People are angry, but experts say the procedure and animal’s removal were necessary
Remember the curious young male black bear that made the news a few weeks ago after video footage showed him pawing at a woman and sniffing her hair? Well, Mexican authorities just captured and castrated him and people aren’t happy about it.
According to BBC News, folks are questioning the procedure and the bear’s removal to a different state. Locals named the bear “Chipi” after Mexico’s Chipinque Ecological Park, where he harassed visitors and nearby residents.
Experts said they had to trap and remove Chipi because he’d become accustomed to being fed by humans, which made him very dangerous.
Officials from the federal environmental protection agency (Profepa) captured the 212-pound juvenile bear as he slept in the backyard of a home after the residents alerted the authorities.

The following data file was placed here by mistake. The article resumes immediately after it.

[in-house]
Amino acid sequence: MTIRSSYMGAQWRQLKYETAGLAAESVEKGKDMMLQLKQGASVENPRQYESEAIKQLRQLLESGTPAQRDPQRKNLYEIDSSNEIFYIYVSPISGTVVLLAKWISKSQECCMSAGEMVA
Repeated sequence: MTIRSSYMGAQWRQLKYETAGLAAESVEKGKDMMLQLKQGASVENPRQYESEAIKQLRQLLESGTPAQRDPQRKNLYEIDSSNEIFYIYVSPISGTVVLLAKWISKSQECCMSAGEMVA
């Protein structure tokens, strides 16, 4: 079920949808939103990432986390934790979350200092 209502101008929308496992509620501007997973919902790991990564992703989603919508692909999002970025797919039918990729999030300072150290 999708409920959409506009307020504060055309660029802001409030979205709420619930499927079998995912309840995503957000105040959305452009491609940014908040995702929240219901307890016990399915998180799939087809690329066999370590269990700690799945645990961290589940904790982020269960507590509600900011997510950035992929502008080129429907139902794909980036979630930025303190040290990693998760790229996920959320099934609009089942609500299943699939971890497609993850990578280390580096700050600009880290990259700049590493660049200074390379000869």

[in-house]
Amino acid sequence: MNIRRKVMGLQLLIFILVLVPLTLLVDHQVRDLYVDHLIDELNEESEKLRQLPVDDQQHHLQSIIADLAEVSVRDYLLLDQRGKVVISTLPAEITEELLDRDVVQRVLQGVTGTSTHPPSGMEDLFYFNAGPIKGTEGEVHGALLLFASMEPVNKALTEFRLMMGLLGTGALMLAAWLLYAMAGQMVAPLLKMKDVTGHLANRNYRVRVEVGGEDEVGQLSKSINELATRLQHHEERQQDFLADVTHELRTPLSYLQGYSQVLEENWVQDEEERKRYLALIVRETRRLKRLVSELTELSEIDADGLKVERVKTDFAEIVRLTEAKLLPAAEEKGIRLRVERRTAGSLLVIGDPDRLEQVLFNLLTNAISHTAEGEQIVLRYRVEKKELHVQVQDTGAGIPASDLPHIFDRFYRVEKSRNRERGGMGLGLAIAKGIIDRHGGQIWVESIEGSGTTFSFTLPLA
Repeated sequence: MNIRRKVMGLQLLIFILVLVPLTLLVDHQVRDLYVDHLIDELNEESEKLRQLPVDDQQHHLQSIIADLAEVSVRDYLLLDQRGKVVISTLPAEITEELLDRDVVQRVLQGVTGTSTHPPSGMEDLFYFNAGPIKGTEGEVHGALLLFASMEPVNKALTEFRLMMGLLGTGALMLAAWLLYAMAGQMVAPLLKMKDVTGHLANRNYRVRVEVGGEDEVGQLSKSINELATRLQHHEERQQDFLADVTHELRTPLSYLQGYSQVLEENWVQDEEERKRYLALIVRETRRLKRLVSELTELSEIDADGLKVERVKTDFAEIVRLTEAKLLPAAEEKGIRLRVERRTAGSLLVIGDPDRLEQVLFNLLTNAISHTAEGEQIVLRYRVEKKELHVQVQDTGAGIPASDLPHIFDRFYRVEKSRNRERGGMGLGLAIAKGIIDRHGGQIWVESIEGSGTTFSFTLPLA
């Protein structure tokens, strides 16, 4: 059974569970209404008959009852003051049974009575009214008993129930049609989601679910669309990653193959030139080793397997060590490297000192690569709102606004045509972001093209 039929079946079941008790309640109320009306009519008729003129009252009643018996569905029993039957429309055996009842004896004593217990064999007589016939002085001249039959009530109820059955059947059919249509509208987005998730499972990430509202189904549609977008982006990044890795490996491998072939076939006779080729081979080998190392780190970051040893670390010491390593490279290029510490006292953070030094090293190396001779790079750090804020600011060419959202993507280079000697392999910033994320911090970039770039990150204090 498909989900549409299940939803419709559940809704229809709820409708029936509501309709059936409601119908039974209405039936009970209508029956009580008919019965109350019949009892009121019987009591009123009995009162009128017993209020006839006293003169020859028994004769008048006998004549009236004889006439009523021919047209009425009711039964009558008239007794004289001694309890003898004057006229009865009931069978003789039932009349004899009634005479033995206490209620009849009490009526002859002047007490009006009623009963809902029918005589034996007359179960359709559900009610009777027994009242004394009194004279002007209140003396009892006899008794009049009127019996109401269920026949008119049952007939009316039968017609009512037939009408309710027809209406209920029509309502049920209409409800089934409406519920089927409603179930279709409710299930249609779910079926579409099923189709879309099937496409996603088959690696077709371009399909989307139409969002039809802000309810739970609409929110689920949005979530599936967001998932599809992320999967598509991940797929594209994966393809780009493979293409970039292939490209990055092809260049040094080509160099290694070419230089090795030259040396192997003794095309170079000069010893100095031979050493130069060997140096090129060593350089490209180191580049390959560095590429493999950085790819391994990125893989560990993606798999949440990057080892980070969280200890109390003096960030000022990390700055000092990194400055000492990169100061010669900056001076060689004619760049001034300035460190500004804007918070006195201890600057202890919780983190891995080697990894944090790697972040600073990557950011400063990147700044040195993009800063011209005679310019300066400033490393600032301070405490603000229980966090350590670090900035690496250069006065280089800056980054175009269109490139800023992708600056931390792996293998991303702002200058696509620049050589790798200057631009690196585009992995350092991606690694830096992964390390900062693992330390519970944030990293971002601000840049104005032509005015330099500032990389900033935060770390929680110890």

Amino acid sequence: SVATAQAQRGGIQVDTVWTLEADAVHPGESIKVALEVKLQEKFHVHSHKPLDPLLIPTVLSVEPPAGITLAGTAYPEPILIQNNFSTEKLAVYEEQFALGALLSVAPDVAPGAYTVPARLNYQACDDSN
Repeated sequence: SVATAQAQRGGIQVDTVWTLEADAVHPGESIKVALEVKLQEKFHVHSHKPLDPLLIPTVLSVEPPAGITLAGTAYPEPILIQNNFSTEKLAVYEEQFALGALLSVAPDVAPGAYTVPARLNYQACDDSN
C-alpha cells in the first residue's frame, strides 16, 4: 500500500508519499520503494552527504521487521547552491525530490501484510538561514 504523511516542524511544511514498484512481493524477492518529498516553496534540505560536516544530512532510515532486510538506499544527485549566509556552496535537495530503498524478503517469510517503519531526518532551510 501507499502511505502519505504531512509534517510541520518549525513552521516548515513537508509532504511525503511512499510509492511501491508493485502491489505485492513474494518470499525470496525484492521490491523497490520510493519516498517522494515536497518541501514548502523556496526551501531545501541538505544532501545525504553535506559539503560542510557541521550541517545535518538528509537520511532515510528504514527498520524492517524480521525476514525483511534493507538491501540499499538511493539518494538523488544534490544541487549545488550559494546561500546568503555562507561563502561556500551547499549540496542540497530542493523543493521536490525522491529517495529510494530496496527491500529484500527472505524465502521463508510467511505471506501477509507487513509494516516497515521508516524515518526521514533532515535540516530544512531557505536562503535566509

Veterinarians at the Autonomous University of Nuevo León examined the bear, fitted him with a radio collar, and castrated him.
The agency released a statement saying that the decision to castrate the bear was made by the coordinator for wildlife at the university after consulting with Profepa’s director-general for wildlife control, Martín Vargas Prieto.
Prieto said the bear needed to be castrated so he wouldn’t fight with other bears once he is released in the Sierra de Nido mountain range in Chihuahua state.
People in the state of Nuevo León, where the bear was captured, are angry over both the castration and the planned move to Chihuahua. But others have commented on social media saying outrage should instead be directed at those visitors and guides who fed the bear in an effort to take selfies with him
Stephanie Mallory is a mom, a hunter and Realtree’s PR Coordinator. She’s here to deliver an insider’s look at the outdoor business and give her opinion on all things outdoors—whether you asked for it or not.